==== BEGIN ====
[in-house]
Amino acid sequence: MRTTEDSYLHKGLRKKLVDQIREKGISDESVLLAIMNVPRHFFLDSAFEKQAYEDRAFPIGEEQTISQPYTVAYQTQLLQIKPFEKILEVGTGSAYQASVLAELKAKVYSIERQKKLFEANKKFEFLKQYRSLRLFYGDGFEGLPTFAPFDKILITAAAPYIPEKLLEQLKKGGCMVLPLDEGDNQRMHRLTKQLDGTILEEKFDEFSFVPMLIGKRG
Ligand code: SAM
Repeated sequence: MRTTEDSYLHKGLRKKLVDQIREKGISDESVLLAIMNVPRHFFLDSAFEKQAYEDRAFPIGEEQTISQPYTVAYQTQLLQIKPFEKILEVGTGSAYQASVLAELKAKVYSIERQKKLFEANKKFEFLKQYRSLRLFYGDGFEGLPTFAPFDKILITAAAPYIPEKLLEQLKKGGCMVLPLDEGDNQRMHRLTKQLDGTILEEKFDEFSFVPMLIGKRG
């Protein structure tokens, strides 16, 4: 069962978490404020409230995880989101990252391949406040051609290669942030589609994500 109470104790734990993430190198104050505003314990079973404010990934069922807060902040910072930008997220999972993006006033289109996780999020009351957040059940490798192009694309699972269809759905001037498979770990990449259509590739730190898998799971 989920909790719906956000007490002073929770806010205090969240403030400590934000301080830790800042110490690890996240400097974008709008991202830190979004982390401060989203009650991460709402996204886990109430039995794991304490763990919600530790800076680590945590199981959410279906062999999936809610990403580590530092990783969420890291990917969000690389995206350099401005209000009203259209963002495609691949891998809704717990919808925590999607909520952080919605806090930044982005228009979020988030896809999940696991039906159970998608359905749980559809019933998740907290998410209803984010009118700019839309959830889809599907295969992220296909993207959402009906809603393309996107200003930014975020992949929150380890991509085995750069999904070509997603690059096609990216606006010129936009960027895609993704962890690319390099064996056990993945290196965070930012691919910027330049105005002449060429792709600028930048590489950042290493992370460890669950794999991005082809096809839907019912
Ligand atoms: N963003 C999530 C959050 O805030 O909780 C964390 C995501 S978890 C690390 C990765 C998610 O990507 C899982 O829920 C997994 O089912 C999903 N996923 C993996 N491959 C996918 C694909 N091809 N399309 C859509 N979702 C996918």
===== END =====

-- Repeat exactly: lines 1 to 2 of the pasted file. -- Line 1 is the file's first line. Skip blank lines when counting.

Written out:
[in-house]
Amino acid sequence: MRTTEDSYLHKGLRKKLVDQIREKGISDESVLLAIMNVPRHFFLDSAFEKQAYEDRAFPIGEEQTISQPYTVAYQTQLLQIKPFEKILEVGTGSAYQASVLAELKAKVYSIERQKKLFEANKKFEFLKQYRSLRLFYGDGFEGLPTFAPFDKILITAAAPYIPEKLLEQLKKGGCMVLPLDEGDNQRMHRLTKQLDGTILEEKFDEFSFVPMLIGKRG